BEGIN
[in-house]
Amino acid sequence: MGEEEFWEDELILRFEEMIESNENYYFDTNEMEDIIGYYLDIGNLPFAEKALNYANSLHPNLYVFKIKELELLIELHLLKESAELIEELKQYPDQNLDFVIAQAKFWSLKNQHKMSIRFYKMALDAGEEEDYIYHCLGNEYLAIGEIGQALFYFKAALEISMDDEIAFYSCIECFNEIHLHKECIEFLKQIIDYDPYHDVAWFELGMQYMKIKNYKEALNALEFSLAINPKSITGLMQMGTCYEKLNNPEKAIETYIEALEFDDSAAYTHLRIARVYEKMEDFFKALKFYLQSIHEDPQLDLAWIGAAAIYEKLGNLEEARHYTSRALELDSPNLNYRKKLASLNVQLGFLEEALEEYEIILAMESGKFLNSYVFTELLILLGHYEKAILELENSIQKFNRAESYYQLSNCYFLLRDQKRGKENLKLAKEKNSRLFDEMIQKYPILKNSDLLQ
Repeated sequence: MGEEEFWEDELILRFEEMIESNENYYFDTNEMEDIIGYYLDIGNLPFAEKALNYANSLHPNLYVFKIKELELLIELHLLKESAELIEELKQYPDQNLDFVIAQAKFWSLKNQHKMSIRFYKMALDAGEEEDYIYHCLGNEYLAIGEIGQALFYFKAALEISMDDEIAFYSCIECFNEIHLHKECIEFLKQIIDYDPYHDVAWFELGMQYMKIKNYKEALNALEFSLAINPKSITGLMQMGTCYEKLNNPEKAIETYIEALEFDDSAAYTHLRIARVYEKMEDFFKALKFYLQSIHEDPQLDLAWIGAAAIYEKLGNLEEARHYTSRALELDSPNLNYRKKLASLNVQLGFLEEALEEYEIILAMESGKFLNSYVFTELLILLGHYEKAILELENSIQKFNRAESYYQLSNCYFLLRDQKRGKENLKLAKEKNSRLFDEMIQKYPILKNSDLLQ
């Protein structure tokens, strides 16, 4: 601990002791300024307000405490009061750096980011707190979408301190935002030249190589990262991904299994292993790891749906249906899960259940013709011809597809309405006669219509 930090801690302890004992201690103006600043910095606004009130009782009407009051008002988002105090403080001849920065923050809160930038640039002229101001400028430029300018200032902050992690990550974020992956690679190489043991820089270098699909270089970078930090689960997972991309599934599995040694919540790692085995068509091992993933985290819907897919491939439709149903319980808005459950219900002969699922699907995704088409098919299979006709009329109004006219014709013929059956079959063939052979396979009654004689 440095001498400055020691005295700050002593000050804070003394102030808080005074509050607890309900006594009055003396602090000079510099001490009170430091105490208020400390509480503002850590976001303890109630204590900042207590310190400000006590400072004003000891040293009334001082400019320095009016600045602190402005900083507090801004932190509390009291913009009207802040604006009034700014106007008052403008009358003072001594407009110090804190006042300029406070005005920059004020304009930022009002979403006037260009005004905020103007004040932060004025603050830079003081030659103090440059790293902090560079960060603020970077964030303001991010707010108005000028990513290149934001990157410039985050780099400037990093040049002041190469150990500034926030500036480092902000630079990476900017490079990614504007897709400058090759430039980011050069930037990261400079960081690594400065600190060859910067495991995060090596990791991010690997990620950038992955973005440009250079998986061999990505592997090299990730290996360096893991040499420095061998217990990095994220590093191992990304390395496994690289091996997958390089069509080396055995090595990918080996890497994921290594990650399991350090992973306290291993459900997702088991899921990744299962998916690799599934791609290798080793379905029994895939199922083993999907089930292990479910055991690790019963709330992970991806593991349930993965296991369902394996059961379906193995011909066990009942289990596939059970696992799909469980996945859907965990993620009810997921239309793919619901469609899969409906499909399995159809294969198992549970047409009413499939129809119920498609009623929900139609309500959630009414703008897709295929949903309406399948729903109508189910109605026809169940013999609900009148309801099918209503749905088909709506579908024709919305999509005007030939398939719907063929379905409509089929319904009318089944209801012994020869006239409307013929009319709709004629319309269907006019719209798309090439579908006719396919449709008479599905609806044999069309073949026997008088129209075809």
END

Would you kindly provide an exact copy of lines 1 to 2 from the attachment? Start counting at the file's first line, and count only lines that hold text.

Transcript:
[in-house]
Amino acid sequence: MGEEEFWEDELILRFEEMIESNENYYFDTNEMEDIIGYYLDIGNLPFAEKALNYANSLHPNLYVFKIKELELLIELHLLKESAELIEELKQYPDQNLDFVIAQAKFWSLKNQHKMSIRFYKMALDAGEEEDYIYHCLGNEYLAIGEIGQALFYFKAALEISMDDEIAFYSCIECFNEIHLHKECIEFLKQIIDYDPYHDVAWFELGMQYMKIKNYKEALNALEFSLAINPKSITGLMQMGTCYEKLNNPEKAIETYIEALEFDDSAAYTHLRIARVYEKMEDFFKALKFYLQSIHEDPQLDLAWIGAAAIYEKLGNLEEARHYTSRALELDSPNLNYRKKLASLNVQLGFLEEALEEYEIILAMESGKFLNSYVFTELLILLGHYEKAILELENSIQKFNRAESYYQLSNCYFLLRDQKRGKENLKLAKEKNSRLFDEMIQKYPILKNSDLLQ